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Epithelial mesenchymal transition in smokers: large versus small airways and relation to airflow obstruction

Authors Mahmood M, Singh Sohal S, Shukla SD, Ward C, Hardikar A, Noor WD, Muller HK, Knight D, Walters EH

Received 16 January 2015

Accepted for publication 20 April 2015

Published 4 August 2015 Volume 2015:10(1) Pages 1515—1524


Checked for plagiarism Yes

Review by Single anonymous peer review

Peer reviewer comments 2

Editor who approved publication: Dr Richard Russell

Malik Quasir Mahmood,1,* Sukhwinder Singh Sohal,1,2,* Shakti Dhar Shukla,1 Chris Ward,3 Ashutosh Hardikar,4 Wan Danial Noor,1 Hans Konrad Muller,1 Darryl A Knight,5 Eugene Haydn Walters1

1NHMRC Centre of Research Excellence for Chronic Respiratory Disease and Lung Ageing, School of Medicine, University of Tasmania, Hobart, TAS, Australia; 2School of Health Sciences, Faculty of Health, University of Tasmania, Launceston, TAS, Australia; 3Institute of Cellular Medicine, Newcastle University, Newcastle upon Tyne, Tyne and Wear, UK; 4Royal Hobart Hospital, Hobart, TAS, Australia; 5School of Biomedical Sciences and Pharmacy, University of Newcastle, Callaghan, NSW, Australia

*These authors contributed equally to this work

Background: Small airway fibrosis is the main contributor in airflow obstruction in chronic obstructive pulmonary disease. Epithelial mesenchymal transition (EMT) has been implicated in this process, and in large airways, is associated with angiogenesis, ie, Type-3, which is classically promalignant.
Objective: In this study we have investigated whether EMT biomarkers are expressed in small airways compared to large airways in subjects with chronic airflow limitation (CAL) and what type of EMT is present on the basis of vascularity.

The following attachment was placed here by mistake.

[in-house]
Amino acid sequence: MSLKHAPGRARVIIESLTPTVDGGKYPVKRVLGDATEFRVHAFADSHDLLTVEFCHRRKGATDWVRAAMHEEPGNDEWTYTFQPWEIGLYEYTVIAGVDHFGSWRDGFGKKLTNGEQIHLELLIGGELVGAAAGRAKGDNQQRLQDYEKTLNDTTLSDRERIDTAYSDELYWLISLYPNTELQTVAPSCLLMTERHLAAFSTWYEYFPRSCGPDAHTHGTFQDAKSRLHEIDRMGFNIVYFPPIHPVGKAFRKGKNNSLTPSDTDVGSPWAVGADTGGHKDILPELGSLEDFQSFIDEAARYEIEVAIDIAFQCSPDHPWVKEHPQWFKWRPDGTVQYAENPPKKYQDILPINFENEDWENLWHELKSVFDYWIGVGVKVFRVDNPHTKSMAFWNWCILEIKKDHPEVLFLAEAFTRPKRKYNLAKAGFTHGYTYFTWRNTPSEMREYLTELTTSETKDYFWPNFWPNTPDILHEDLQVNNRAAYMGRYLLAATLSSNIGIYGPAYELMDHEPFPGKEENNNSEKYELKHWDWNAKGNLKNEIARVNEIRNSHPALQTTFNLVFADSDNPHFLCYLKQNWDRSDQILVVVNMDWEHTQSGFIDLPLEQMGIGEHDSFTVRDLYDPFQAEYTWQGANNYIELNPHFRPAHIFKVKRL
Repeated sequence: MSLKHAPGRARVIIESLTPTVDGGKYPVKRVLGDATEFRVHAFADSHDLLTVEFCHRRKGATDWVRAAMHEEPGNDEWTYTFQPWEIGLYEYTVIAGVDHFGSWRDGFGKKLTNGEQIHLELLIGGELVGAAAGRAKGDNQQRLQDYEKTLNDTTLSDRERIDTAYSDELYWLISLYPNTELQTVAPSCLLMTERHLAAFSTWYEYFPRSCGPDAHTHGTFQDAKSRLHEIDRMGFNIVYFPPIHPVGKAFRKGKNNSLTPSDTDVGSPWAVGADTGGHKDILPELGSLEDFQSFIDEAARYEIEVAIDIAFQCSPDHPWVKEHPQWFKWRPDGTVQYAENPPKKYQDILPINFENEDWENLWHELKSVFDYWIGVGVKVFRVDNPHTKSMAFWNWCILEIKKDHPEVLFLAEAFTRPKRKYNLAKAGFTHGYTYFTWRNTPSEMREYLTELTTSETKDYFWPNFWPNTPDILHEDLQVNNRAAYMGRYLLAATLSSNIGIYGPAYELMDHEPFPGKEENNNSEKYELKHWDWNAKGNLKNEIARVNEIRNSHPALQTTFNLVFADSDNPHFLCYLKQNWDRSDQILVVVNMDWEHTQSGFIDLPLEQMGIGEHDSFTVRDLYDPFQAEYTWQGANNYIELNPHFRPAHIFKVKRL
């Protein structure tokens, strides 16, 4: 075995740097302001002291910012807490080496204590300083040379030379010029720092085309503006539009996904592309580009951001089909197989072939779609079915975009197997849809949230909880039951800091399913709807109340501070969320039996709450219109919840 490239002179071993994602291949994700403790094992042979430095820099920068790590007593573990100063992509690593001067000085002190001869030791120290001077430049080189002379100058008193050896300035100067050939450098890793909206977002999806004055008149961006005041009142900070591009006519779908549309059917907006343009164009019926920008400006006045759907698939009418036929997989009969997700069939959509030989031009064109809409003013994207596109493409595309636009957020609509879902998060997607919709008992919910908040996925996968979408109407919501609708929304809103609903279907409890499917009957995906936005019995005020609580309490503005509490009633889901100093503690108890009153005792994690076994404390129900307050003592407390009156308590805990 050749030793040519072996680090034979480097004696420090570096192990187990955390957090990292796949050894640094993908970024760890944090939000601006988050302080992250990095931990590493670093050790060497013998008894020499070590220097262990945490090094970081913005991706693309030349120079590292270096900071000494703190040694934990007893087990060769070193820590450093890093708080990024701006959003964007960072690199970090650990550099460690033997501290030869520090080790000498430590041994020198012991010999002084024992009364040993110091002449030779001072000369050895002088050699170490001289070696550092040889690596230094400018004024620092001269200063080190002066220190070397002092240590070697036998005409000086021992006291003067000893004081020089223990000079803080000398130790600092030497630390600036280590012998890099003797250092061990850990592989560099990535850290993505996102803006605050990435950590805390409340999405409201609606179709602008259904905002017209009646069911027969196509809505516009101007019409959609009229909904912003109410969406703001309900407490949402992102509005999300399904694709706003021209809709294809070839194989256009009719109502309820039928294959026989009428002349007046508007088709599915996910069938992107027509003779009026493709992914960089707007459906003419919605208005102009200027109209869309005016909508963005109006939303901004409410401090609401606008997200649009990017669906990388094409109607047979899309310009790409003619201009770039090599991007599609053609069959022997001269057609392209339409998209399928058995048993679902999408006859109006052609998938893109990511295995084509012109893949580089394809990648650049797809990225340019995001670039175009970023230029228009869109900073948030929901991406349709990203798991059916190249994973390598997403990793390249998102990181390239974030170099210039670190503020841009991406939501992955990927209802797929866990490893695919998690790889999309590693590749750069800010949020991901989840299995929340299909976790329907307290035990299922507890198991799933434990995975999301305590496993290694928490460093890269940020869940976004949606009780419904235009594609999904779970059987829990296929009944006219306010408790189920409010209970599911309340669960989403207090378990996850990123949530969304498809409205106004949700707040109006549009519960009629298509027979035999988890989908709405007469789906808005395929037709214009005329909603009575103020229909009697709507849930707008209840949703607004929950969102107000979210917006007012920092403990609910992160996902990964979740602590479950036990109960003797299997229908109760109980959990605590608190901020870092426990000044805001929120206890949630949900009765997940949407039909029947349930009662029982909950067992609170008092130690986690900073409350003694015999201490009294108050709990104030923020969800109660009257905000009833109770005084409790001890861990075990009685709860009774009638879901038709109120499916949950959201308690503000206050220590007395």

Methods: We evaluated epithelial activation, reticular basement membrane fragmentation (core structural EMT marker) and EMT-related mesenchymal biomarkers in small and large airways from resected lung tissue from 18 lung cancer patients with CAL and 9 normal controls. Tissues were immunostained for epidermal growth factor receptor (EGFR; epithelial activation marker), vimentin (mesenchymal marker), and S100A4 (fibroblast epitope). Type-IV collagen was stained to demonstrate vessels.
Results: There was increased expression of EMT-related markers in CAL small airways compared to controls: EGFR (P<0.001), vimentin (P<0.001), S100A4 (P<0.001), and fragmentation (P<0.001), but this was less than that in large airways. Notably, there was no hypervascularity in small airway reticular basement membrane as in large airways. Epithelial activation and S100A4 expression were related to airflow obstruction.
Conclusion: EMT is active in small airways, but less so than in large airways in CAL, and may be relevant to the key pathologies of chronic obstructive pulmonary disease, small airway fibrosis, and airway cancers.

Keywords: EMT, EGFR, S100A4, vimentin, fragmentation, small airways

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